Australian Space Agency head Enrico Palermo has been awarded an honorary doctorate by The University of Western Australia in recognition of his extraordinary achievements in space innovation.
Dr Palermo has had a stellar career, helping develop commercial spaceships, since graduating from UWA with a Bachelor of Engineering and Bachelor of Science in 2002.
He was chief operating officer at Richard Branson’s Virgin Galactic and president of the Spaceship Company before moving back to Australia last year to head the Australian Space Agency.
Dr Palermo, whose honorary doctorate was conferred at a graduation ceremony in Winthrop Hall, said work in space was helping to tackle global challenges.
“The reason we know the condition of our planet in many ways is because we observe space from Earth,” Dr Palermo said.
“Many of the variables, many of the elements in climate modelling rely on space data so by having an effective space industry here in Australia it is really going to enable us to deal with the challenges of climate change but also make us more resilient to natural disasters which unfortunately are occurring at a faster frequency.”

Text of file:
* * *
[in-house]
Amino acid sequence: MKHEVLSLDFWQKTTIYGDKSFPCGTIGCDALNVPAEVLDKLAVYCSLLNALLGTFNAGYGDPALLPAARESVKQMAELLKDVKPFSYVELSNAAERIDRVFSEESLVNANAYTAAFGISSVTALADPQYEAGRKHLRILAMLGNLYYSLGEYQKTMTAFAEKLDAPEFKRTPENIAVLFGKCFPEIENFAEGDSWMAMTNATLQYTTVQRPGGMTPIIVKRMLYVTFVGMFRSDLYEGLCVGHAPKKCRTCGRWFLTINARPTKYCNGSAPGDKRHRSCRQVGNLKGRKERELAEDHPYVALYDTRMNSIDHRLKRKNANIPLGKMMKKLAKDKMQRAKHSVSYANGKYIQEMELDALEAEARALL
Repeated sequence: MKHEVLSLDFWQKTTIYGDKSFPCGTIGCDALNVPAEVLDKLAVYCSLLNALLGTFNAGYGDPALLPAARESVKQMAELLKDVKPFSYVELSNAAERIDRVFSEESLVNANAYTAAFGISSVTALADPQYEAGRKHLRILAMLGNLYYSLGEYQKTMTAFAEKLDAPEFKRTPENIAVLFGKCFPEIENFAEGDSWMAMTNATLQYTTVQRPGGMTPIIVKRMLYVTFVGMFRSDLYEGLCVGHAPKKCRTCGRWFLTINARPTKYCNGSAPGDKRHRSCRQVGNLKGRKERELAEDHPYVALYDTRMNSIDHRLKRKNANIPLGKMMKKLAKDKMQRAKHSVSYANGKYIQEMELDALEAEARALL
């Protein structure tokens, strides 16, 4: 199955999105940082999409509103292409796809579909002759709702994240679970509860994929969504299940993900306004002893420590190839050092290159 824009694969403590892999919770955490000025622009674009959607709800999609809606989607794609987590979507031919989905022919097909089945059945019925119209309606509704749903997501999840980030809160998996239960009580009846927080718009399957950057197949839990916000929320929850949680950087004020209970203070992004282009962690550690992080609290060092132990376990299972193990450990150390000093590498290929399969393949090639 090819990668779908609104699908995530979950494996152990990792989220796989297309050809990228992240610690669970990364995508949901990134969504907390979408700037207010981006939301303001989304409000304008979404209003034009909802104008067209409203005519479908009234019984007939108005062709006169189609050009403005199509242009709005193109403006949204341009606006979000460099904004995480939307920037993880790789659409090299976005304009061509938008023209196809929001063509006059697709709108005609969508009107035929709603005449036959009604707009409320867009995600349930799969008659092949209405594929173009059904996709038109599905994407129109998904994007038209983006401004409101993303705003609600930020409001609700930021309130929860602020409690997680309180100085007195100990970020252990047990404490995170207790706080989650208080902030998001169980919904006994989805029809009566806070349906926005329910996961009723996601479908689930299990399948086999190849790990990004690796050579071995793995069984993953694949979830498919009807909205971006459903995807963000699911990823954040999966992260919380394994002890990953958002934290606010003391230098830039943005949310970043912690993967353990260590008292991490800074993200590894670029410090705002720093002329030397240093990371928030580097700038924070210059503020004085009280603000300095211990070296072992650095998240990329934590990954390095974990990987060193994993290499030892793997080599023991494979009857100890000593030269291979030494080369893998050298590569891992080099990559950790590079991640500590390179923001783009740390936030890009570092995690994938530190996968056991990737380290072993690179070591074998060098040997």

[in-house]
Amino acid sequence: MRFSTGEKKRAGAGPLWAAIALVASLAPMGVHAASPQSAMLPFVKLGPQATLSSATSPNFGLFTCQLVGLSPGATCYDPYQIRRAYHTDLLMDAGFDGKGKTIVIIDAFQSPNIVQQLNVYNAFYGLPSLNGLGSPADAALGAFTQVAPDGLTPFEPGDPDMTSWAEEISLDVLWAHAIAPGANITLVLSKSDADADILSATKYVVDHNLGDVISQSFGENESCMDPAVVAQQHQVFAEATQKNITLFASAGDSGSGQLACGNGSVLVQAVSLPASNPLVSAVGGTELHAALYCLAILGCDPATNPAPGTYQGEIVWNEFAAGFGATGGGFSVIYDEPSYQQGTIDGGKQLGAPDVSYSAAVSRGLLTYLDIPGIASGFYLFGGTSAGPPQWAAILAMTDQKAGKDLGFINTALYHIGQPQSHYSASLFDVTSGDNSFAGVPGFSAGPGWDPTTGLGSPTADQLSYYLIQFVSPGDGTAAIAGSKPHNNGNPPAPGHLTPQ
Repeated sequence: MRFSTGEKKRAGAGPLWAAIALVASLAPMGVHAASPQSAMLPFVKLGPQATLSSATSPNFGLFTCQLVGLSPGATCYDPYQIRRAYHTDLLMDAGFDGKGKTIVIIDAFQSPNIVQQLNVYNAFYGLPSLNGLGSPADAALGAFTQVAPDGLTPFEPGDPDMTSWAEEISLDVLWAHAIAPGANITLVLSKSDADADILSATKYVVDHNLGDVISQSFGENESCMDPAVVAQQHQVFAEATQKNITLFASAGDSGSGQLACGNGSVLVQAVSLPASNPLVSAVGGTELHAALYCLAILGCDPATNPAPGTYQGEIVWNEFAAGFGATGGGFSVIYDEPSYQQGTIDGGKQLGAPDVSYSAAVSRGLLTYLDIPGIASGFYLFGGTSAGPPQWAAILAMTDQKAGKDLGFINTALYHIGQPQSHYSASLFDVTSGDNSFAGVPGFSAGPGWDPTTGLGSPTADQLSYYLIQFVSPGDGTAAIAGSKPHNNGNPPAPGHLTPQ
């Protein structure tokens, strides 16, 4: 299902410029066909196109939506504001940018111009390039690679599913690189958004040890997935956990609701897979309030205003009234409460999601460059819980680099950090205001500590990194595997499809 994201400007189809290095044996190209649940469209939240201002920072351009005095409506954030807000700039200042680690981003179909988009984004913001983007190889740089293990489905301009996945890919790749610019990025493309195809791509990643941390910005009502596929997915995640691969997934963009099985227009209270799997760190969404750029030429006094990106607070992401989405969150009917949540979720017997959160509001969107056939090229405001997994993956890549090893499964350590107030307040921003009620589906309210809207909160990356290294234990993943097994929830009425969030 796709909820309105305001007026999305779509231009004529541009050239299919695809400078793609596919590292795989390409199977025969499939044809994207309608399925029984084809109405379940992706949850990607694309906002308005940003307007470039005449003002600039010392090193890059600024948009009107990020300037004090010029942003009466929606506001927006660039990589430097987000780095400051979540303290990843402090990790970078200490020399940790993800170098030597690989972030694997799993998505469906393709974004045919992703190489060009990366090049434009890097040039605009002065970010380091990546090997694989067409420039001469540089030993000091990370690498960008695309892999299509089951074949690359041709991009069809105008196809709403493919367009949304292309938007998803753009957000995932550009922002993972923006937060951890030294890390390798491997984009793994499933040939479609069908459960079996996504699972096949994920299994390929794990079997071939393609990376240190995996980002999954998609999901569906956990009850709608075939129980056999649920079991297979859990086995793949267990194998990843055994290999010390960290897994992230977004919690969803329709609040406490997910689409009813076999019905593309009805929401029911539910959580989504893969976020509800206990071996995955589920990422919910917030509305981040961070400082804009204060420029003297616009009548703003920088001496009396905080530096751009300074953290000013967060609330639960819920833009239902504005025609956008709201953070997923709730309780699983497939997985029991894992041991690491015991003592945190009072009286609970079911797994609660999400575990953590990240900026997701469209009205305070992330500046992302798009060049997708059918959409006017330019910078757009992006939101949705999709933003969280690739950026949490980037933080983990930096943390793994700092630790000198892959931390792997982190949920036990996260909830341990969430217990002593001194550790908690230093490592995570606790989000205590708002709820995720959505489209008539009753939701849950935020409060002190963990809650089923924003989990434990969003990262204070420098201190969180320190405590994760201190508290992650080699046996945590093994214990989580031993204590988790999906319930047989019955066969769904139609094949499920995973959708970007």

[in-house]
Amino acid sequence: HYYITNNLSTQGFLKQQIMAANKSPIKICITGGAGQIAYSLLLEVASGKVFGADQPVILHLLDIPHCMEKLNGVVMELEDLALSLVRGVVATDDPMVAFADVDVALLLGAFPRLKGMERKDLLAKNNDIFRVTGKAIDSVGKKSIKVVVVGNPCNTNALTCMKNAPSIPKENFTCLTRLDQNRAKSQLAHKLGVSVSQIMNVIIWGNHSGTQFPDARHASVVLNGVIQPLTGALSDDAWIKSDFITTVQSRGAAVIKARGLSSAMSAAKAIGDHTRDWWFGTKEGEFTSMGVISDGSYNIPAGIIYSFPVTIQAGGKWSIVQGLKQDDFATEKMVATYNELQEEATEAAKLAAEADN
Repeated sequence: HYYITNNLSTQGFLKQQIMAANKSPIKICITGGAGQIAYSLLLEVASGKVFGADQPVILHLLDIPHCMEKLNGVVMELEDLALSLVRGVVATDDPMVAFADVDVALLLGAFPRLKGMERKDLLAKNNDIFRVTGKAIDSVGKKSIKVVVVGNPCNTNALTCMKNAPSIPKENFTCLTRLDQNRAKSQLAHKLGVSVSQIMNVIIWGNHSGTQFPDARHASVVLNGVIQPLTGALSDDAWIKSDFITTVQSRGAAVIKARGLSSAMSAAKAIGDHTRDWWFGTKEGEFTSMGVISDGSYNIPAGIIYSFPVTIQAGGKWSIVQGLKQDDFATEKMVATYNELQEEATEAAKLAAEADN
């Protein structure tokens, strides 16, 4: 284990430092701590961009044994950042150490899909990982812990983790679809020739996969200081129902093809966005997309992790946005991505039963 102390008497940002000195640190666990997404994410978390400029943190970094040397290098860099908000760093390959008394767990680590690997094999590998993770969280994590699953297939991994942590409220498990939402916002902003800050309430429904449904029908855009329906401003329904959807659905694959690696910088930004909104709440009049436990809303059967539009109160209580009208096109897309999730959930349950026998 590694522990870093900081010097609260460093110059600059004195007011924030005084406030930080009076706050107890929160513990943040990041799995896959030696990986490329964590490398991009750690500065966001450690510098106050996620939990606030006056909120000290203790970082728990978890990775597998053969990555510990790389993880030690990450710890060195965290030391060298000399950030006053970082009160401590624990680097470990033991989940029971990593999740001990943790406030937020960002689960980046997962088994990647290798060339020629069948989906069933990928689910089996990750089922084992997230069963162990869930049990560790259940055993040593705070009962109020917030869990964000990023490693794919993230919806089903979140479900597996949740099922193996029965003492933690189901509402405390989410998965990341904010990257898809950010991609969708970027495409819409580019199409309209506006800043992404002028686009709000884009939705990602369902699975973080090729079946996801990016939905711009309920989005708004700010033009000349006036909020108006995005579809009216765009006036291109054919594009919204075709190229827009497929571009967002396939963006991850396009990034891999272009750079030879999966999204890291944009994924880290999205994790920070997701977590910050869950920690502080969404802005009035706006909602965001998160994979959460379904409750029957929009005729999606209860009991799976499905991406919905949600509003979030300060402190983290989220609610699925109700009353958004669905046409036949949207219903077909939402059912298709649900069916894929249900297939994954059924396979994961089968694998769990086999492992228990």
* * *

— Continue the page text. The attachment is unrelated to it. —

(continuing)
The father-of-two, whose own interest in science was encouraged by his grandfather, said space was also a source of inspiration.
“Space is the spark of light that often gets people into science, technology, engineering and maths fields so we have an enormous responsibility to bring space to the nation,” he said.
“My Nonno taught me how things work in the world and in many respects was the person who got me on the journey of loving science and engineering.
Pru Steinerts, from UWA’s International Space Centre, said she was delighted Dr Palermo had been awarded such an honour.
“Dr Palermo continues to be a huge inspiration to UWA’s students and his journey demonstrates what is possible not only in space but as a successful and influential engineer,” Ms Steinerts said.
In an address at the Winthrop Hall ceremony Dr Palermo urged science graduates to ‘never stop learning’ and ‘grab every opportunity’.
“Diverse experiences, positions of discomfort and pushing the boundaries are where you grow the most, innovate the most and learn the most,” Dr Palermo said.
Cecile O’Connor (UWA Media & PR Advisor) 6488 6876